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UN agrees to cap spending in push to change management

$950m limit called victory by US ambassador

UNITED NATIONS -- The UN General Assembly late yesterday passed a budget with an unprecedented spending cap aimed at pressuring countries into approving management and other reforms within six months.

Under the deal between wealthy and developing nations, the assembly adopted a resolution for a two-year, $3.8 billion administrative budget, thereby averting a financial crisis.

But the resolution capped UN spending at $950 million -- enough only for the first six months of 2006 -- after which Secretary-General Kofi Annan has to ask the assembly for more funds to pay staff.

The 191-nation General Assembly's decision, after months of arduous negotiations, was taken by consensus, without a vote.

Several nations, including Egypt, India, and Jamaica, refused to link reforms to the budget. But US Ambassador John Bolton said this was implicit since the General Assembly would have to approve additional funding in six months time.

Bolton called the pact a victory for the United States. He said Washington ''obtained something it had been striving for for the last three months -- clear linkage between management reform and the budget process at the United Nations."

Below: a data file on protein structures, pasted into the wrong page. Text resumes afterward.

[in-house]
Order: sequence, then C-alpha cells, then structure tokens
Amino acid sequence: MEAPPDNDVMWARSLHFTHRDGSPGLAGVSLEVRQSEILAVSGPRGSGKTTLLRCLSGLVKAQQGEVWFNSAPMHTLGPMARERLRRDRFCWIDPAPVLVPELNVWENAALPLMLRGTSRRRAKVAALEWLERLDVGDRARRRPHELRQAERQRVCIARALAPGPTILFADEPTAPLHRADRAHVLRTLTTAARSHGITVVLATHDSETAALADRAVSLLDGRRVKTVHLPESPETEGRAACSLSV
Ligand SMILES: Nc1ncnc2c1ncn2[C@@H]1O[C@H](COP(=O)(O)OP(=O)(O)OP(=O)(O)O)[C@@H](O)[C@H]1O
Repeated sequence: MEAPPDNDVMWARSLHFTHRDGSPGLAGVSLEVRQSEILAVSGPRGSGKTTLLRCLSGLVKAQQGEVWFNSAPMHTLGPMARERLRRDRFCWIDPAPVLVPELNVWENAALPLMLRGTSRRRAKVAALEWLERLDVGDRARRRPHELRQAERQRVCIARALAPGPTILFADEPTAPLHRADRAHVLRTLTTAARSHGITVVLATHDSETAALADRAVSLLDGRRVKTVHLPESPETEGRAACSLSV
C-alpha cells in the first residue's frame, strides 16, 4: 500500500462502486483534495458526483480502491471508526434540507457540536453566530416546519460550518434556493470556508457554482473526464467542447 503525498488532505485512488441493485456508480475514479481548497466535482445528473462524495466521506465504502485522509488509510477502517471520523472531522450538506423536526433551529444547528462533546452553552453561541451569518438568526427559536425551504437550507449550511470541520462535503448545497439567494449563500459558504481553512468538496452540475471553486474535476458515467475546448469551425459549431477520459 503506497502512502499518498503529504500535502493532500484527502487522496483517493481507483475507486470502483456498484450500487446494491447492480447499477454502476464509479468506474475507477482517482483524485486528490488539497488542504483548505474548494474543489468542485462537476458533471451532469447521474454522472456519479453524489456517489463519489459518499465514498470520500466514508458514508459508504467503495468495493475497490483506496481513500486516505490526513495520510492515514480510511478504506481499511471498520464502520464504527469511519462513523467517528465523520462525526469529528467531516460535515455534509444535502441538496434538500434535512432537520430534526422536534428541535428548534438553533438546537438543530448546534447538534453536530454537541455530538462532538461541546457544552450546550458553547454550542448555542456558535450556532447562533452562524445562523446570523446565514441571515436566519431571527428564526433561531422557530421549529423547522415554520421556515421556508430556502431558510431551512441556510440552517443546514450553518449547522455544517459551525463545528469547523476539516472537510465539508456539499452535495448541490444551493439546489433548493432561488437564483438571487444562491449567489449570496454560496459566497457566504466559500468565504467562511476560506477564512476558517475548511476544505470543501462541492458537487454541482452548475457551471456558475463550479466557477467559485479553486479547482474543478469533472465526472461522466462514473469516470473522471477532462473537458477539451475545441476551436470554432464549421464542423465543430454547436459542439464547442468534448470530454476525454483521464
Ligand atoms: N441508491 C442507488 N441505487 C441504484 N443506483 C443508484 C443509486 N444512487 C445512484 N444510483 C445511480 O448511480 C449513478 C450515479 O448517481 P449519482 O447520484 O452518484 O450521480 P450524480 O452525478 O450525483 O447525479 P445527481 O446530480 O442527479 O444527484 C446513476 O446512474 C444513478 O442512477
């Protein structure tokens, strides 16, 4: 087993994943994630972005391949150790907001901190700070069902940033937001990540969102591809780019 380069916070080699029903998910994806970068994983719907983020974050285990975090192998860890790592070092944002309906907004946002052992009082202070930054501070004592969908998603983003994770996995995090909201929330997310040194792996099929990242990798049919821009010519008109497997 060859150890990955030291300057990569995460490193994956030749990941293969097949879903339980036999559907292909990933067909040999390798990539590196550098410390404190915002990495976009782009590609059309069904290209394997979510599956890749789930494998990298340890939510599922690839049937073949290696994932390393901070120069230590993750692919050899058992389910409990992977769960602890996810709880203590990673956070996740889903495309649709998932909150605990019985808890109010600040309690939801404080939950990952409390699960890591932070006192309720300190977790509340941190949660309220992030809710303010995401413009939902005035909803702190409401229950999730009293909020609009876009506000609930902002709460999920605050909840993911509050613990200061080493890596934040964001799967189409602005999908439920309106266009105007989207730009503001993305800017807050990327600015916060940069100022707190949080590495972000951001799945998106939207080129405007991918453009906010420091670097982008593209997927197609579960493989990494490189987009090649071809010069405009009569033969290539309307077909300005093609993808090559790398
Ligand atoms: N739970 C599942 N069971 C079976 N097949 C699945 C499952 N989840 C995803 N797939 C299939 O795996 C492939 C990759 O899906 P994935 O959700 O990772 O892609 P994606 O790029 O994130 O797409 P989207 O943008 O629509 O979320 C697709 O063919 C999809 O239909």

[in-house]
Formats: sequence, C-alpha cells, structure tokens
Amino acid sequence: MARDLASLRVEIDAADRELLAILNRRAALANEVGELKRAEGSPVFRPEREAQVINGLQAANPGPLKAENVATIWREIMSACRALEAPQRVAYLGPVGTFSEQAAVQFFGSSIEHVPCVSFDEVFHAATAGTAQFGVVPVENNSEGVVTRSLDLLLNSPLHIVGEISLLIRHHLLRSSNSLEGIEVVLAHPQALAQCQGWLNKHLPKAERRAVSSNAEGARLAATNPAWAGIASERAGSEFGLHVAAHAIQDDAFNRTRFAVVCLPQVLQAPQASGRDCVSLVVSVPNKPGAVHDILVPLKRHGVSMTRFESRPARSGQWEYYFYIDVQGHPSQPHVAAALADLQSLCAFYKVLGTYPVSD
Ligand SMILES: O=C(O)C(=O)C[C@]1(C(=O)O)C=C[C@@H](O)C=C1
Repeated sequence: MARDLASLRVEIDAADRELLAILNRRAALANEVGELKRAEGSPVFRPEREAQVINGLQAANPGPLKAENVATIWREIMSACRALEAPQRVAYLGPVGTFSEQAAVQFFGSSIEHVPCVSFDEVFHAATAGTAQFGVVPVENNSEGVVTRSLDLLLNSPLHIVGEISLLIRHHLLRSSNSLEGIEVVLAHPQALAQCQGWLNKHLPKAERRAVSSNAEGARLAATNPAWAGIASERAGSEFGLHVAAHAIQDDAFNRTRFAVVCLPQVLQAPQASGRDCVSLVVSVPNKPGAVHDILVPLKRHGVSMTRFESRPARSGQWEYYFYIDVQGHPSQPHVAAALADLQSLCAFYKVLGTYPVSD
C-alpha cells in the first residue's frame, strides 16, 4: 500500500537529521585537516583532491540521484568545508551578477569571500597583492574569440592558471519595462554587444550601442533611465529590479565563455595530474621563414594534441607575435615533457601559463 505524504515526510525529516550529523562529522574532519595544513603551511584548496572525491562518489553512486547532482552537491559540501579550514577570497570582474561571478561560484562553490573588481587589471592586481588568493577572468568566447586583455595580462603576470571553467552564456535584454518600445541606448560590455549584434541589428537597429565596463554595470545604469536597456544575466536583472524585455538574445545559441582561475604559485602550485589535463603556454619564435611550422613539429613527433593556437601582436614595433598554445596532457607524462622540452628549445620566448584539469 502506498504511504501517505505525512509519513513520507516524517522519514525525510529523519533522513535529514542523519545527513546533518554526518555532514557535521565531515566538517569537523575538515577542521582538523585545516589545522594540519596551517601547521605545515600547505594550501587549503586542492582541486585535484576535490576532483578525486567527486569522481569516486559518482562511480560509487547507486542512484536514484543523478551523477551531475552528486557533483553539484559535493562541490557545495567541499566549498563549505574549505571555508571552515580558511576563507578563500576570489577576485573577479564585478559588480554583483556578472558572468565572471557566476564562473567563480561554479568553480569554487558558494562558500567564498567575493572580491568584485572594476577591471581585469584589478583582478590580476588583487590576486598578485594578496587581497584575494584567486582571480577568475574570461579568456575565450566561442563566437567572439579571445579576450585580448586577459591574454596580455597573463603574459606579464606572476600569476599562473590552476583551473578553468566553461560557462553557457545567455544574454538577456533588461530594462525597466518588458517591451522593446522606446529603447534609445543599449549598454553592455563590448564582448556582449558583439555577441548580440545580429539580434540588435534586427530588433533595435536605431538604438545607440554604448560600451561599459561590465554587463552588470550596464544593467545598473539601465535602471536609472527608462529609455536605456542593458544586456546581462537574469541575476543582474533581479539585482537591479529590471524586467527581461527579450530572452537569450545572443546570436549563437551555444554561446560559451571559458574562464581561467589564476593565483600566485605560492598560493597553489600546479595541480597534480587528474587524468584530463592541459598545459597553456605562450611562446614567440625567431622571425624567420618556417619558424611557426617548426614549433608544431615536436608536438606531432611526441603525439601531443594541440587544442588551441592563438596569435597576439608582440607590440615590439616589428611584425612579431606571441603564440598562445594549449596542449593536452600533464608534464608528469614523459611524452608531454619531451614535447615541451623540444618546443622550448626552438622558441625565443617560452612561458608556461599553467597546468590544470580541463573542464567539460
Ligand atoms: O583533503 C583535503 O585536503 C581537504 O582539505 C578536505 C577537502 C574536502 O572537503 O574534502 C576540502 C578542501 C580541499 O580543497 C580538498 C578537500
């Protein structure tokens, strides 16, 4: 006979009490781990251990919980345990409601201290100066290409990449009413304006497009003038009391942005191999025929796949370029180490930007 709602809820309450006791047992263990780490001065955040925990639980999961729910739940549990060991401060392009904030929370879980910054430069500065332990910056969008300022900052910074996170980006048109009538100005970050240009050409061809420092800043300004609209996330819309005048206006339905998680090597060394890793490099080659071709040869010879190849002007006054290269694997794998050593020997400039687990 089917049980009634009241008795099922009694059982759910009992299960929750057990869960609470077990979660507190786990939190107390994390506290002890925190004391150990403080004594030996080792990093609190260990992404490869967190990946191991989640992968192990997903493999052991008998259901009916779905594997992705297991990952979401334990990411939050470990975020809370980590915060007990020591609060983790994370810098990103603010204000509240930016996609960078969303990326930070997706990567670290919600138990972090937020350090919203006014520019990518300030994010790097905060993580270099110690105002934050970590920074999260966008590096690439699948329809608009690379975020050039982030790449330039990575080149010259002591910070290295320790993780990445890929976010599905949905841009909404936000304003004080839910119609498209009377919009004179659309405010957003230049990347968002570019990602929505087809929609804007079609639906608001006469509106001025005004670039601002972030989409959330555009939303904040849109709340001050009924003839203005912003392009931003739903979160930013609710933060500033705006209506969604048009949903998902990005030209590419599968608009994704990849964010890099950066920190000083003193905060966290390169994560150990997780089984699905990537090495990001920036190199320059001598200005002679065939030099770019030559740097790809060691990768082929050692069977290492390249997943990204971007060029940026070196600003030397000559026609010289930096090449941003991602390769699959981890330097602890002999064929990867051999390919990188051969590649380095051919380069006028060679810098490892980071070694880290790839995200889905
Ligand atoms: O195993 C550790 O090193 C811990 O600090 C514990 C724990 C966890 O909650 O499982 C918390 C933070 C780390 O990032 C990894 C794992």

But in a rare public disagreement, the European Union, currently headed by Britain, took credit for the compromise. British Ambassador Emyr Jones Parry told reporters that for ''95 percent of the time, it has been us [the EU]who have been building a bridge with the G-77," the UN grouping representing 133 developing nations.

The EU objective, he said, was to ''avoid confrontation but give an impetus to the reform process."

France was even blunter. Its UN ambassador, Jean-Marc de la Sabliere, said: ''The European Union was at the center of the game. The United States, Japan, and the G-77 were compelled to make compromises."

But Jamaican Ambassador Stafford Neil, representing the G-77 nations, said he had fought hard against the spending cap. But his group had reluctantly gone along after receiving assurances that the tactic was a one-time measure that would not be repeated in future years.

Negotiators had been working against a midnight Dec. 31 deadline for the General Assembly to either approve a budget plan or trigger a shutdown of the United Nations.

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